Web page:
I’m honored to have again served as a judge for the Dayton Literary Peace Prize, an award that honors not just good writing but writing for a good cause. Ruben Martinez and I were handed six strong finalists, but ultimately, Susan Southard’s powerful Nagasaki blew us away with its meticulous reporting and devastating narrative. It’s a powerful book that is timely not just because the 50-year anniversary of the dropping of the atomic bombs just passed, but because it provides compelling evidence of how horrible humankind can be to itself — and why we can’t let power get into the wrong hands.

I was also happy to see my former Village Voice colleague James Hannaham was the runner-up for the fiction award. (I only judged the non-fiction category.)

Below is the press release for the winners and finalists. Continue reading

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SPIFF Brings Art, Music

Brotherhood Raceway from the Eddie Meeks Archive

Brotherhood Raceway Park on Terminal Island c. 1990. Photograph by Eddie Meeks. Courtesy Cornelius Projects & The Eddie Meeks Archive

Fast cars. Rock stars. Street art. The San Pedro International Film Festival rolls into my hood this weekend with an especially cool lineup. The festivities start tonight with the usual monthly highlight of the Peedrow social calendar: Art Walk. October’s iteration features the opening of a SPIFF-sponsored pop-up gallery featuring works by artists in the documentary Dark Progressivism, about LA’s graffiti and mural arts history (which screens October 15). There’s also an exhibit about the Brotherhood Raceway, the defunct street-racing venue on Terminal Island, culled from the photo archive of Eddie Meeks and curated by my good friends Laurie Steelink (Cornelius Project/Track 16) and Tim Maxeiner. The gallery will be open during box-office hours throughout the festival, at the SPIFF Lounge at 446 W. 6th Street.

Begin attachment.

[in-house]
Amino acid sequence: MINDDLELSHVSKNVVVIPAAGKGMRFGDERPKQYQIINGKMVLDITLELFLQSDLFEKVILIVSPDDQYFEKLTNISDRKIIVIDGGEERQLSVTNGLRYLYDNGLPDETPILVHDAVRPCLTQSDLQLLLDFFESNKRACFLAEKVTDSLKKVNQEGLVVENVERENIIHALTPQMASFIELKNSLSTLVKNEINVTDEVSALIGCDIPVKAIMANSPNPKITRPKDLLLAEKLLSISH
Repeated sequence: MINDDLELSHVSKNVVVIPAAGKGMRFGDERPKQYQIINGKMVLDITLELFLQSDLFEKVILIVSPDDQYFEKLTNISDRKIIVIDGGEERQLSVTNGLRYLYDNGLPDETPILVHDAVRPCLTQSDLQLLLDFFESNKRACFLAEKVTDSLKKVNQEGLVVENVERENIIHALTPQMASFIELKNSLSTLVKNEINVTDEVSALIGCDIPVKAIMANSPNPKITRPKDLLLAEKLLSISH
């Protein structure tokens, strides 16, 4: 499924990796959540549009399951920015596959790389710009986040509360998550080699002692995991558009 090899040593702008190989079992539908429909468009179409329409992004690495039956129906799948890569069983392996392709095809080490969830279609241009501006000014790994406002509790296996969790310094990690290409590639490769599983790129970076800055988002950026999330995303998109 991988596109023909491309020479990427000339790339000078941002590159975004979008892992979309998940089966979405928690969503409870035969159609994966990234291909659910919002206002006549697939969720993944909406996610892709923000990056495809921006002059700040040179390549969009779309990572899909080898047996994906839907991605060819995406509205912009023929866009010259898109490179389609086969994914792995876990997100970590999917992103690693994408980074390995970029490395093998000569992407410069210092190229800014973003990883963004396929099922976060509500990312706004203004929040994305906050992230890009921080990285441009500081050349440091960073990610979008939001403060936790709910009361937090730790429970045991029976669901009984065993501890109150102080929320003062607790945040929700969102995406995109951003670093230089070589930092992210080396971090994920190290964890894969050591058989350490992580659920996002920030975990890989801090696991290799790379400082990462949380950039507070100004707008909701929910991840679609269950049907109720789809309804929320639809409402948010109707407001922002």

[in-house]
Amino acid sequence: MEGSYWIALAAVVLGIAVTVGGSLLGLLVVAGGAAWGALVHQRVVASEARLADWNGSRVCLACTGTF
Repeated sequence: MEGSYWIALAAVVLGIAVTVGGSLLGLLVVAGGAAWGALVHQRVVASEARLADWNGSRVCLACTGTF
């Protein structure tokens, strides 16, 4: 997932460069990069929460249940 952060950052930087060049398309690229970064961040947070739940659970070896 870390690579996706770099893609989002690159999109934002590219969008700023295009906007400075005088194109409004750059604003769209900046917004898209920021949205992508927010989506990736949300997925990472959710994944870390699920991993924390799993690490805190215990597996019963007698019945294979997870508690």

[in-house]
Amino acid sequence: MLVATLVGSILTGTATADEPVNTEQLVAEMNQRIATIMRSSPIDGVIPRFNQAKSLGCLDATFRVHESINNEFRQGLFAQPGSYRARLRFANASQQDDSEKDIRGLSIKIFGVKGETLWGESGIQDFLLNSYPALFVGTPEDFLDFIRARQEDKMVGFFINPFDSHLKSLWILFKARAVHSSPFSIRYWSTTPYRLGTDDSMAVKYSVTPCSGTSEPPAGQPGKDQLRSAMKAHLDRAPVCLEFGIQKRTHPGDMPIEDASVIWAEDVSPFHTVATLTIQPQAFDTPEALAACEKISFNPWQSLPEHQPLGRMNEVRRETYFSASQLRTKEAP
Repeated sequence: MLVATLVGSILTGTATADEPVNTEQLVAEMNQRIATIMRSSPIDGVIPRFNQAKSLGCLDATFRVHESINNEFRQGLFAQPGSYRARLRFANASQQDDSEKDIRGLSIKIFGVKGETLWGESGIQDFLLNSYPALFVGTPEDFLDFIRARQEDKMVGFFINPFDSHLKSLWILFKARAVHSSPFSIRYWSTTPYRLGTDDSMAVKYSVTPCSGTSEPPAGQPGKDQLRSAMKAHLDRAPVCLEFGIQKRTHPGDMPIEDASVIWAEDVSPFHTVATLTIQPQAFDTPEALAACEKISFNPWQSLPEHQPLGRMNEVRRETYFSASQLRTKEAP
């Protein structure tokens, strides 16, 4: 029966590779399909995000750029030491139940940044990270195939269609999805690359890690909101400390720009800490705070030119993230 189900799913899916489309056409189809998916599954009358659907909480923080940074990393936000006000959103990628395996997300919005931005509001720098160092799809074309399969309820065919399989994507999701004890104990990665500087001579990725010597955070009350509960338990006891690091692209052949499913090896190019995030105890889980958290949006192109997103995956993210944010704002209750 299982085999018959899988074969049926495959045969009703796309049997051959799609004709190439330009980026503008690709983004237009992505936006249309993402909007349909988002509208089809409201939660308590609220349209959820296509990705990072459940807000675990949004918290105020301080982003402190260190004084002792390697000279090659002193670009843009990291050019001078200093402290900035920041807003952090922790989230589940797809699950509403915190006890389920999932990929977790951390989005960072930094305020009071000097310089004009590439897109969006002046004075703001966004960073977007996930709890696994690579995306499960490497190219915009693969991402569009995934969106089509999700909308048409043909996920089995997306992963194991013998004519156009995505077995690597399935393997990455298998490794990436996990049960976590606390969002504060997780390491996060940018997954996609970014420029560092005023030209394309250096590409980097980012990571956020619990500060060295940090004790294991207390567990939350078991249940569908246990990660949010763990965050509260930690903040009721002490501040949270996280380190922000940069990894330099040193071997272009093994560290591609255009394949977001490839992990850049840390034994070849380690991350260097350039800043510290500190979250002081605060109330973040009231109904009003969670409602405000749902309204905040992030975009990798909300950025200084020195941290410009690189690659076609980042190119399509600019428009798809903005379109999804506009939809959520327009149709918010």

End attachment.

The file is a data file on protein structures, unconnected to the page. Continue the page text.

Wayne Kramer licks out the jams on Friday.

Wayne Kramer licks out the jams on Friday.

On Friday guitar legend Wayne Kramer (MC5) and his wife Margaret Saadi will talk about their work bringing music to prisons with their organization Jail Guitar Doors (named after the Clash song which includes Kramer as a subject), as well as play some music. Some of the greats of Latin jazz, including Michel Camilo and Chucho Valdes, are showcased in the documentary Playing Lecuona, about the influence of the Cuban pianist Ernesto Lecuona, screening Oct. 15. Other festival highlights include Lunafest, the collection of short films by women that usually contains some gems, and some virtual reality fun. This is the most diverse and probably the hippest SPIFF ever. Full schedule at

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Silas Howard: Transparent’s First Trans Director

Tribe 8 was one of my favorite bands of the 1990s. I followed them to the end of the earth — well, to the Michigan Womyn’s Music Festival. They changed the world that year, smashing generation gaps and sending the ladies of the land into the moshpit. They never got their due and still don’t; in Pitchfork’s recent list of punk feminist anthems, their seminal voice is woefully MIA — still too rad for that site’s chamber-music cultural feminism aesthetic. So I was thrilled to catch up recently with guitarist Flipper, now going by the name Silas Howard and an accomplished director of film and television. Here‘s how I wrote it up for the LA Weekly.